Who cares about your product or service? And don’t say, everyone, because that’s not the case. Even companies that produce universal products like water bottles have targeted audiences that they pursue. After finding yourself, The next step to creating a solid brand identity is having a hold on who your audience is. Your audience is anyone who is interested in using your product/service. Without your audience, you don’t have a business, so let’s take some time to help you hone in on finding your audience.
Why Find My Audience? Won’t They Find Me?
Short answer? No. In this age, the world is so saturated with numerous companies offering the same set of products. The key to breaking through the noise is understanding exactly who you’re talking to. In this blog post, we’ll walk through finding your ideal audience – the people who are going to use your product/service. You want to know everything about these people, not only because it will make it that much easier and effective to market to them, but also because insight into your audience gives you further insight into your own product. So, let’s get started.
The easiest way to start investigating your audience is by looking at your business. What do you do? What’s your product/service? If you’re a vegan restaurant, then you know you’re going to be serving vegans. If you make soccer shoes, you’ve got an idea of who’s going to be wearing them. If you design a fashionista video game, you know you’re not going to get the same players as Call of Duty fans (or maybe you will – who knows?) Before we dig into more ways of identifying your audience, start by creating a basic idea of who is going to use your products and services based on what it is you provide.
Demographics are a hugely useful tool to use when building an audience. Here are some basic audience demographics to examine when finding your audience:
- Age Range
- Geographic Location
- Socioeconomic level
Having a handle on these key demographics is useful not only in understanding more specifics about who interacts your business but also gives you the information you need when it’s time to run paid ads or create vast marketing campaigns.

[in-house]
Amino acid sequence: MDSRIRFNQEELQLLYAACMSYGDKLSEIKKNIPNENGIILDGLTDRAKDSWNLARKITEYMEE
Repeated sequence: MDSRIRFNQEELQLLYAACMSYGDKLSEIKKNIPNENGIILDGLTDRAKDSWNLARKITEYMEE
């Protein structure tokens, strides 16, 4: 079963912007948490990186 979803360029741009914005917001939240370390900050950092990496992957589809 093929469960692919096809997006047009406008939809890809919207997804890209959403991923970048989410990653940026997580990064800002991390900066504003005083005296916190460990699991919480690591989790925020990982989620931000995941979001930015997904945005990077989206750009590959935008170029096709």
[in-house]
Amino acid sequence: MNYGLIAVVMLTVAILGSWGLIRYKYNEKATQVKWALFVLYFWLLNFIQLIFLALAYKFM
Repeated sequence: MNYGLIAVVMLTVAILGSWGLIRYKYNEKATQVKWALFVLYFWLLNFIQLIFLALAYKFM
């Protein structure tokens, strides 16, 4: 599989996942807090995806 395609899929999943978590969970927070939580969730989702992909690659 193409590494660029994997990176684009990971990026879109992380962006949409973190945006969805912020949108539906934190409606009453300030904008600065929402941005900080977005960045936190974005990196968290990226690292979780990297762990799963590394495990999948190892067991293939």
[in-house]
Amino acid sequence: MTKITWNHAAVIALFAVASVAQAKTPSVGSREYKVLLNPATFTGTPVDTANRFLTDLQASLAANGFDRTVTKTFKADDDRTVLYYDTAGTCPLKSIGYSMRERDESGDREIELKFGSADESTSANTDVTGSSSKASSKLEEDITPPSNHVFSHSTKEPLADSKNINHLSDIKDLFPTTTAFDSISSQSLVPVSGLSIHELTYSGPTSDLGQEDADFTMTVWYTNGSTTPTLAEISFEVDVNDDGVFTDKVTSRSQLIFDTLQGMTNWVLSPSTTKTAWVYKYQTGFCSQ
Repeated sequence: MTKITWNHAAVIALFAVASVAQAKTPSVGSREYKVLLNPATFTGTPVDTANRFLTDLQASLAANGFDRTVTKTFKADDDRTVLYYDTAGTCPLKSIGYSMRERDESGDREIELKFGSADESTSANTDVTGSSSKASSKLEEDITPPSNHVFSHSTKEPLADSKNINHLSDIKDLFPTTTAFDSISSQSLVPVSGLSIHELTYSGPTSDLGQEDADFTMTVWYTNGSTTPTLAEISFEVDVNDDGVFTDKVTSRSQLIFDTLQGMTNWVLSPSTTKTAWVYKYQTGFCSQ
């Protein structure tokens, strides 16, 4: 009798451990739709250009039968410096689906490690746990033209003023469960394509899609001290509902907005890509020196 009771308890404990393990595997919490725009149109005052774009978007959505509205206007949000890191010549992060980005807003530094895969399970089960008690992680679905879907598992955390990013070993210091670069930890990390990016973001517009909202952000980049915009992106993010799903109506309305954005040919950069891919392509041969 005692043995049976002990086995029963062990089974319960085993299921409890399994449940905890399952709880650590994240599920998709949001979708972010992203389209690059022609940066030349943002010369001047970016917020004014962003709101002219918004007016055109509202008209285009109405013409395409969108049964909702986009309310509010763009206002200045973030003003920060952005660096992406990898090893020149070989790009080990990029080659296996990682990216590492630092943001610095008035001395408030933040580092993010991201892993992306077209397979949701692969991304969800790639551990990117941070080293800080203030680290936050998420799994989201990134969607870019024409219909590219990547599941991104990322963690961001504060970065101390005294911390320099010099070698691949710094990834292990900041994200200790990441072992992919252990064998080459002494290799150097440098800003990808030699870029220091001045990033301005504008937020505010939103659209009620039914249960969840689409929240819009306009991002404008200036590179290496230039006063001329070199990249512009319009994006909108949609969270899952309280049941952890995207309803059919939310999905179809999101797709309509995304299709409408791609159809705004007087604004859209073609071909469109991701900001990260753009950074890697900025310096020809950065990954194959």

While these aren’t as cut-and-dry as putting together audience demographics, they may be arguably more important. Psychographics help you understand what else your audience cares about. Do they watch movies in theaters or prefer to stream them? Do they have their own car or do they use public transportation? What are their interests? How do they receive their news and entertainment? Here are different ways to segment the psychographics of your audience:
- Personality traits
Creating Audience Profiles
Once you have a handle on the demographics and psychographics of your audience, a helpful tool is creating audience profiles. Think of these as stand-ins representing the different members of your audience. Give them a name, details, and other background information. Having profiles of different levels of your audience helps you understand what products to offer them and how to market differently to a different audience. Here are some examples of audience profiles:
- Lindsey (25) works in retail in the Midwest and loves going on weekend camping trips with her friends.
- When Mason (55) isn’t teaching history at the local high school, he’s spending time with his family and teaching himself how to code.
Existing & Potential Audiences
When building your audience profiles and finding your audience altogether, it’s important to think about existing and potential audiences.
Your existing audiences are people who already use your product/service. They know you, they know your brand, and they may have opinions that are helpful for your business. Reach out to these existing audiences. Send them surveys, ask them questions, keep them updated, tell them you appreciate them. Your existing audience is your strongest base for expanding your business, through word-of-mouth, recommendations, and return business. So, take your time in creating solid audience profiles of your existing audiences and create a strategy for interacting with them.
Your potential audiences are those who don’t know about or haven’t used your product/service yet. Maybe you’re working on a new level of your business that expands into a new audience sector. Perhaps these people are just like your existing audience but haven’t had the opportunity to interact with your business yet. Create and test audience profiles outreaching to these new audiences and see what results come back. Maybe the audiences you thought would be interested in your business just aren’t. Maybe you find an entirely new set of audiences you never thought of reaching out to before.
Make sure you develop a good balance between interacting with your existing audiences and doing outreach for potential audiences.
Onto the Next One
We’ve done so much work together! Now, we’ve got a handle on the brand story and the target audiences. What comes next, you ask? The message.